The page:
Ward Garner, a senior vice president and certified financial planner, has been assisting clients for Bill Few Associates in Ross since 1995
As part of the never-ending quest to persuade people to eat healthier, AARP is citing more than one basis for older adults to assume it will help their mental sharpness.
Like many such recommendations, it could be simplified as “Donuts bad, spinach good,” but AARP goes into a little more detail than that for those willing to read.
First, AARP’s Global Council on Brain Health has released a report examining the impact of diet on adults 50 and older: “Brain Food: GCBH Recommendations on Nourishing Your Brain Health.” Long-term healthy eating habits — particularly a plant-based diet rich in leafy greens and berries — increase the likelihood of maintaining good brain health, according to the council’s consensus.
Secondly, AARP has released results of its 2017 Brain Health and Nutrition Survey. It involved interviews with more than 2,000 Americans 40 and older. As one might hope, people who consume the recommended average of two cups of fruit and three cups of vegetables on a daily basis scored better for mental well-being and for self-assessed brain health.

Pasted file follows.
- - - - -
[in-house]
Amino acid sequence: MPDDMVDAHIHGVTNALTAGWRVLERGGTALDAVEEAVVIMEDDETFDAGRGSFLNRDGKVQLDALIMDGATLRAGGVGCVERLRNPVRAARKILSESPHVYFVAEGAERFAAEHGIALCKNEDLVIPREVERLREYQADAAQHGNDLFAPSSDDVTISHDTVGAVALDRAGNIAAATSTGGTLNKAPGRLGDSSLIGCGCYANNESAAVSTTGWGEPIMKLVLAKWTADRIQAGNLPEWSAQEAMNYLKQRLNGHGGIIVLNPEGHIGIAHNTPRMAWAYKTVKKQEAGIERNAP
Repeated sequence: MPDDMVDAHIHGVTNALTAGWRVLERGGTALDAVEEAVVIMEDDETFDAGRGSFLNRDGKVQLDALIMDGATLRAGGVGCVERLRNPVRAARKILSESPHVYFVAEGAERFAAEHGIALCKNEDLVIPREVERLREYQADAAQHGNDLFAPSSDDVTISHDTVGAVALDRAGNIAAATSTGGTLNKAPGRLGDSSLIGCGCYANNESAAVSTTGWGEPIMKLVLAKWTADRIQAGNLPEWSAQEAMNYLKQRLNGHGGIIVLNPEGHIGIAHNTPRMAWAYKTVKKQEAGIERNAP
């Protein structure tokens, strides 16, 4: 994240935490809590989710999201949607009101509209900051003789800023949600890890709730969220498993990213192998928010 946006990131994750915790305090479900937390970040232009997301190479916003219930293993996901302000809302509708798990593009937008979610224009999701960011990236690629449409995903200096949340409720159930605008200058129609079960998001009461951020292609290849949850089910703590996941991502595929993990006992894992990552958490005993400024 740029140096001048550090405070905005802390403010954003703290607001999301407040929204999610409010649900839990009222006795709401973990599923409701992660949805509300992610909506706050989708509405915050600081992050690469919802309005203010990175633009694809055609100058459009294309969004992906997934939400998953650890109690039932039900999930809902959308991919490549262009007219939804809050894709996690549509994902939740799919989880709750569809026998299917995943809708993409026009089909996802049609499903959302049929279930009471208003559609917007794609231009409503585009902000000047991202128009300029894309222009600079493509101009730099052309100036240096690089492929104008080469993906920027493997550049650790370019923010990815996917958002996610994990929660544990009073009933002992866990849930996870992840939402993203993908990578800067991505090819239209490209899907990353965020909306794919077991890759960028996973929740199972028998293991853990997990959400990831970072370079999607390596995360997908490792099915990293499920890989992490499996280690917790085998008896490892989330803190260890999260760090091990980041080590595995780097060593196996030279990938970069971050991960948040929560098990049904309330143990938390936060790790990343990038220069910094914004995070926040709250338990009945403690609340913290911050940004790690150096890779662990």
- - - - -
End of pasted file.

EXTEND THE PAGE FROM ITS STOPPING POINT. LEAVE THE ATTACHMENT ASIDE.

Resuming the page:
The bad news there is that only 35 percent actually reported eating nutritious, well-balanced meals at least five days out of the week. That’s even though those surveyed who eat healthy foods most of the time were twice as likely to rate their brain health and mental sharpness as “excellent or “very good.”
“Maintaining a healthy diet is vital for good brain health and it is unfortunate that not enough people are aware of the risks associated with poor nutrition,” said Sarah Lock, AARP senior vice president for policy. “The most common reasons people gave for not eating healthier included that it was too difficult, too expensive, they weren’t a ‘healthy foods type of person,’ or their family wouldn’t like the taste.”
The AARP’s consultants on brain health lay out the the following recommendations:
1. Make a point of consuming non-juice berries; leafy greens and other fresh vegetables; fish and other seafood; nuts eaten in moderation; and healthy fats such as those in oils, including extra virgin olive oil.
2. It’s also good to include non-berry fruits, beans, poultry, grains and low-fat dairy products such as yogurt.
3. Limit the amount of fried food, pastries, processed foods, red meat, salt and whole-fat dairy products such as cheese and butter.
Gary Rotstein: firstname.lastname@example.org or 412-263-1255.